Editor’s Blog: Why terms like capitalism and socialism can muddy the waters

Every intellectual debate has to be rooted in a shared understanding of terms. So when I hear words like capitalism and socialism being thrown around and misused, I become frustrated. It doesn’t matter where one is on the political spectrum—you have to get real about the words.

We don’t have pure capitalism here. We have a mixed economy: Some of it’s free, some regulated, and some of it’s subsidized. There’s quite a bit of what some people call “socialism” in it—and not just Medicare, Medicaid and Social Security. There are niche government programs that sound tiny and targeted, but actually aren’t, like the Weatherization Assistance Program (WAP) that enables low-income families to reduce their energy bills by making their homes more energy efficient. Twenty to thirty million families are eligible. That’s not niche. And farm subsidies cost more than $20 billion a year. Both Democrats and Republicans benefit from these programs, and both Democratic and Republican administrations and politicians have funded and maintained them. (And I’m not even going to get into corporate bailouts, subsidies and tax incentives, which are decidedly not capitalistic, either.)

My point is not whether or not you think these social programs and safety nets are worthy; my point is that they exist. They shape much of American life, depending on who you are, where you live, and what you do for a living. This is what economists mean by a mixed economy. France, for example, is also a mixed economy. Imagine a continuum, or a slide rule. At one end is “pure” capitalism and at the other end is “pure” socialism. Obviously, the U.S. would fall somewhere in between, and France would fall a bit more to one side, because it has things like universal heath care and undergrad college tuition that’s so heavily subsidized that it costs around $200 a year.

If you think that sounds foreign and freaky, you’d be wrong. For most of its history, the City University of New York has been free. When I taught there 15 years ago, it wasn’t free but it was cheap (though not cheap enough for my working-class students). Now it’s free again, for those with incomes up to $125,000 a year. No one protests it.

And if you’ve traveled to highly developed peer countries in Europe, or Australia, New Zealand or Israel, and had the misfortune to fall ill and have left with a tiny hospital bill, you’ve experienced the fruits of social democracy—or rather, a mixed economy where the mix is somewhat different than ours. I have to admit being sort of baffled by the argument that a stronger safety net would turn the U.S.—the richest country in the world—into Cuba or Venezuela instead of a touch more like other developed nations like France, Germany or the Netherlands. That’s pure demagoguery.

I’m not an economist; I’m a writer, so I believe that being careless with words doesn’t make for a valuable argument. Much of what these political arguments come down to is, Do you want a stronger social safety net, or not? Choose your side, but accept that we have plenty of socialism in our uniquely mixed economy already.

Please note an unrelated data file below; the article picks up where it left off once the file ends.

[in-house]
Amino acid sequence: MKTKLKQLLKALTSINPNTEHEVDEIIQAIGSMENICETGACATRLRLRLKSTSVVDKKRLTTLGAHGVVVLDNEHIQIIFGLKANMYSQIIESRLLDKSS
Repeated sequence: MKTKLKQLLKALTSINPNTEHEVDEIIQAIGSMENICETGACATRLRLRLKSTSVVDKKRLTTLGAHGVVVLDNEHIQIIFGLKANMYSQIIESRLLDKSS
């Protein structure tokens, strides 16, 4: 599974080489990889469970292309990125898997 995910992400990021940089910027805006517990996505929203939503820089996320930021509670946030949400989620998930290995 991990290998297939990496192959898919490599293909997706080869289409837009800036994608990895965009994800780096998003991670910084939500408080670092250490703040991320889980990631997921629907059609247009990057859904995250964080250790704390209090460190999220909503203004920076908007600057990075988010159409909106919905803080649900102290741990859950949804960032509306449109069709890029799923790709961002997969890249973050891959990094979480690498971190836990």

Photos of France taken by the author

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Drew Limsky

Drew Limsky



Drew Limsky joined Lifestyle Media Group in August 2020 as Editor-in-Chief of South Florida Business & Wealth. His first issue of SFBW, October 2020, heralded a reimagined structure, with new content categories and a slew of fresh visual themes. “As sort of a cross between Forbes and Robb Report, with a dash of GQ and Vogue,” Limsky says, “SFBW reflects South Florida’s increasingly sophisticated and dynamic business and cultural landscape.”

Limsky, an avid traveler, swimmer and film buff who holds a law degree and Ph.D. from New York University, likes to say, “I’m a doctor, but I can’t operate—except on your brand.” He wrote his dissertation on the nonfiction work of Joan Didion. Prior to that, Limsky received his B.A. in English, summa cum laude, from Emory University and earned his M.A. in literature at American University in connection with a Masters Scholar Award fellowship.

Limsky came to SFBW at the apex of a storied career in journalism and publishing that includes six previous lead editorial roles, including for some of the world’s best-known brands. He served as global editor-in-chief of Lexus magazine, founding editor-in-chief of custom lifestyle magazines for Cadillac and Holland America Line, and was the founding editor-in-chief of Modern Luxury Interiors South Florida. He also was the executive editor for B2B magazines for Acura and Honda Financial Services, and he served as travel editor for Conde Nast. Magazines under Limsky’s editorship have garnered more than 75 industry awards.

He has also written for many of the country’s top newspapers and magazines, including The New York Times, Washington Post, Los Angeles Times, Miami Herald, Boston Globe, USA Today, Worth, Robb Report, Afar, Time Out New York, National Geographic Traveler, Men’s Journal, Ritz-Carlton, Elite Traveler, Florida Design, Metropolis and Architectural Digest Mexico. His other clients have included Four Seasons, Acqualina Resort & Residences, Yahoo!, American Airlines, Wynn, Douglas Elliman and Corcoran. As an adjunct assistant professor, Limsky has taught journalism, film and creative writing at the City University of New York, Pace University, American University and other colleges.